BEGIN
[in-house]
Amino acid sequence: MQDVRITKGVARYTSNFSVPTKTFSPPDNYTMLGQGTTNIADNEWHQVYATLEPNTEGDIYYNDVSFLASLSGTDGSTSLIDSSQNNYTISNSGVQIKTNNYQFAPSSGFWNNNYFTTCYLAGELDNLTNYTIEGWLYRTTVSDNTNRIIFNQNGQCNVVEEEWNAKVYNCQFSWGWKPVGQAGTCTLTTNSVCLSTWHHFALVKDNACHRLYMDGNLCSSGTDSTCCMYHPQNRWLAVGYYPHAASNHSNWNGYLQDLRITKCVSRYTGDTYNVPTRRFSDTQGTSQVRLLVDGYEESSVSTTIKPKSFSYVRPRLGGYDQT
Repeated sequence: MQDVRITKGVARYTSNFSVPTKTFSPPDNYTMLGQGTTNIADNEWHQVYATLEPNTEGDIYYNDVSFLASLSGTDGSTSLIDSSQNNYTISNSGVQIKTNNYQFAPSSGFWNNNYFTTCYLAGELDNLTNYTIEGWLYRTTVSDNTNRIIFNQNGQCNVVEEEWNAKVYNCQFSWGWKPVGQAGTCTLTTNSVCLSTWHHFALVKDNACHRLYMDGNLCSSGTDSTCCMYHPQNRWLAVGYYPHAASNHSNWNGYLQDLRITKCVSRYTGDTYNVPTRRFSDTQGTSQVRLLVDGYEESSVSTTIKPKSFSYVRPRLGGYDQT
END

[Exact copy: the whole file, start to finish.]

[in-house]
Amino acid sequence: MQDVRITKGVARYTSNFSVPTKTFSPPDNYTMLGQGTTNIADNEWHQVYATLEPNTEGDIYYNDVSFLASLSGTDGSTSLIDSSQNNYTISNSGVQIKTNNYQFAPSSGFWNNNYFTTCYLAGELDNLTNYTIEGWLYRTTVSDNTNRIIFNQNGQCNVVEEEWNAKVYNCQFSWGWKPVGQAGTCTLTTNSVCLSTWHHFALVKDNACHRLYMDGNLCSSGTDSTCCMYHPQNRWLAVGYYPHAASNHSNWNGYLQDLRITKCVSRYTGDTYNVPTRRFSDTQGTSQVRLLVDGYEESSVSTTIKPKSFSYVRPRLGGYDQT
Repeated sequence: MQDVRITKGVARYTSNFSVPTKTFSPPDNYTMLGQGTTNIADNEWHQVYATLEPNTEGDIYYNDVSFLASLSGTDGSTSLIDSSQNNYTISNSGVQIKTNNYQFAPSSGFWNNNYFTTCYLAGELDNLTNYTIEGWLYRTTVSDNTNRIIFNQNGQCNVVEEEWNAKVYNCQFSWGWKPVGQAGTCTLTTNSVCLSTWHHFALVKDNACHRLYMDGNLCSSGTDSTCCMYHPQNRWLAVGYYPHAASNHSNWNGYLQDLRITKCVSRYTGDTYNVPTRRFSDTQGTSQVRLLVDGYEESSVSTTIKPKSFSYVRPRLGGYDQT